A summit in the shadow of terror

A summit in the shadow of terror

Meeting at the Vatican: Francois Hollande and Pope Francis © Gabriel Bouys (CBA)

Nice, Rouen, Paris: What reads like the attractive itinerary of a European tourist has become a route of terror. When French President Francois Hollande visits Pope Francis, there is much to discuss.

Islamists have made the climate in France, already bad in view of weak economic figures and stagnation on the labor market, even worse. Hapless socialist Francois Hollande can use all the support he can get at the moment. It remains to be seen whether the president may have to hear critical inquiries beyond solidarity with the victims at the one-on-one meeting with his namesake Francis at the Vatican on Wednesday.

France's society and Christianity

For France's society, still of Pope John Paul II. (1978-2005) proudly called the "oldest daughter of the Church," has since increasingly turned away from Christianity. The relationship between secularism and laicism has become a constant source of tension. In other words, does the state use its ideological neutrality to protect and promote the free practice of religion – or does it define public space as free of religious confession?? The contradictory rulings of French courts on the wearing of religious symbols reflect enormous social as well as official uncertainty.

With various laws, Hollande's socialists have since 2012 razed former bastions of bourgeois-Christian values. "Gay marriage" was introduced, embryonic stem cell research conditionally allowed; plus a push for active euthanasia and liberalization of abortion laws. The diplomatic tug-of-war over the appointment of the homosexual Laurent Stefanini (56) as Paris ambassador to the Holy See, which was only settled in May, has by no means been forgotten. At Wednesday afternoon's audience, Hollande will be accompanied by Interior Minister Bernard Cazeneuve and eventual appointee Philippe Zeller, 63.

Government intervention against Lyon Cardinal Barbari

And finally, the extraordinary intervention of the secular government of Manuel Valls against the Cardinal of Lyon, Philippe Barbarin. After accusations by a former abuse victim that the current Primate of France had not pursued corresponding accusations against a priest in a responsible position years ago, Prime Minister Valls had blatantly (and very early) demanded Barbarin's resignation. Meanwhile, the investigation has been dropped.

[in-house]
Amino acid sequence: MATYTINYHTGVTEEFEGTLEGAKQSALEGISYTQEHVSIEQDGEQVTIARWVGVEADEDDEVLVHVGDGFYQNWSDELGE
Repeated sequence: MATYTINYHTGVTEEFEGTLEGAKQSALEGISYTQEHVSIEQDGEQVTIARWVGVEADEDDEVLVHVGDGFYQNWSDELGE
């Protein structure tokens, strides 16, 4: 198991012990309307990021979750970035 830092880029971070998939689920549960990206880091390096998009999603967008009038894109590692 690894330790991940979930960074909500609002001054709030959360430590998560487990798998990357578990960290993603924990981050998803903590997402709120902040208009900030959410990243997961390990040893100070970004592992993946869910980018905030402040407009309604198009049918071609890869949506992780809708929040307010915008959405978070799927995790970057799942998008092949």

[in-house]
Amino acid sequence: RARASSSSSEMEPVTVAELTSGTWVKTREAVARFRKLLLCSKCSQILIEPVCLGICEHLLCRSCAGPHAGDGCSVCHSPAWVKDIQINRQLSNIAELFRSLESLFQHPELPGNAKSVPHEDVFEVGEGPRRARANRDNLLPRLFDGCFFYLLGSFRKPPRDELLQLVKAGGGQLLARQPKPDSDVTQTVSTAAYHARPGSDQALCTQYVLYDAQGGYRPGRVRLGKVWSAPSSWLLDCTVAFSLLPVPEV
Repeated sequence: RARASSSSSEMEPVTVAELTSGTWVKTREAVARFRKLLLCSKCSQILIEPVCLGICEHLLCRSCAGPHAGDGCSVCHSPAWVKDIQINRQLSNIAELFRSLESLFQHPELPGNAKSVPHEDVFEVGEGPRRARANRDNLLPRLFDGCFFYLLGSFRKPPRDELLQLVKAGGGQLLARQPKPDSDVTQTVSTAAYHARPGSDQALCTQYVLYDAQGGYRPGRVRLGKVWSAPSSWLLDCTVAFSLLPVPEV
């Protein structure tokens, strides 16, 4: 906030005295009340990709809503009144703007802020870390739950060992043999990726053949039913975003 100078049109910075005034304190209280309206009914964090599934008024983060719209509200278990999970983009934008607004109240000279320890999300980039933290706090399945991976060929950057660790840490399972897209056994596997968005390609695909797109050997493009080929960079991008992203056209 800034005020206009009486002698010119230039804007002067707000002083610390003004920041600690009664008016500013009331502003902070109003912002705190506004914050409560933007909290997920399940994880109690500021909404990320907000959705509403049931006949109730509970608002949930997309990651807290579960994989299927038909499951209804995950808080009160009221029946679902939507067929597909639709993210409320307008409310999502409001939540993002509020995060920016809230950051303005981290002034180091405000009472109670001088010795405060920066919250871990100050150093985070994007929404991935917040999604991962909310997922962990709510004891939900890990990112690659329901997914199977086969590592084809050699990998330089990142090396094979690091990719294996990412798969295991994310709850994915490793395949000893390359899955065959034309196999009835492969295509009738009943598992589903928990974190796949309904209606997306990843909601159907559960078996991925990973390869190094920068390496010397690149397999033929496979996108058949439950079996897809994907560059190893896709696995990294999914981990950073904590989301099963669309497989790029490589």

In the end, however, even the Vatican knows that France is needed as an intact political actor in order to continue to be an engine for the sputtering EU. And besides, beating an already beaten dog even further? The second meeting of Francis and Francois (after January 2014) is likely to be dominated by the Islamist terror in France and in the postcolonial francophone world.

Islam and violence not to be equated

The two agree that Islam and violence – even despite recent attacks – are by no means synonymous. This is important for a country where arguably more than 5 million Muslims are the second largest religious community among 66 million French people. Most of them are immigrants from former colonies in North Africa: Algeria, Morocco and Tunisia. Centers of Islam (and Islamism) in France are the suburbs of Paris, Marseille, Lyon and Strasbourg.

Francis recently clarified that the terrorists of the "Islamic State" can be described as violent, but not Islam as a whole. "When I speak of Islamic violence," the pope said, "I must also speak of Catholic violence".

In this context, the topic of Jacques Hamel should also be interesting. Islamists brutally slit 85-year-old priest's throat near Rouen in late July. The region's archbishop, Dominique Lebrun, threw a stone in the water over the weekend: Hamel could well be beatified as a Christian martyr.

France in election campaign mode 2017

One thing is clear, despite all the bluster of day-to-day politics: France has long been in election campaign mode in 2017. In March, the bourgeois fidgeter Nicolas Sarkozy was with Francis – and he won't have minded hitting hard into the notch of socialist gaffes. The candidate of the right-wing populist Front National, Marine Le Pen, is currently still a no-go at the Vatican. So now incumbent Hollande has his opportunity to raise his profile. In the end, where will the Vatican see France's path between Scylla, Charybdis and cholera??

According to Italian media reports, the decision for Hollande's papal visit came after the murder of priest Jacques Hamel near Rouen on 26. July. The act had been claimed by the terrorist militia "Islamic State" (IS). Before his meeting with Francis, Hollande is to visit the French national church "San Luigi dei Francesi" near the Piazza Navona in Rome to commemorate the victims of terror, according to media reports.

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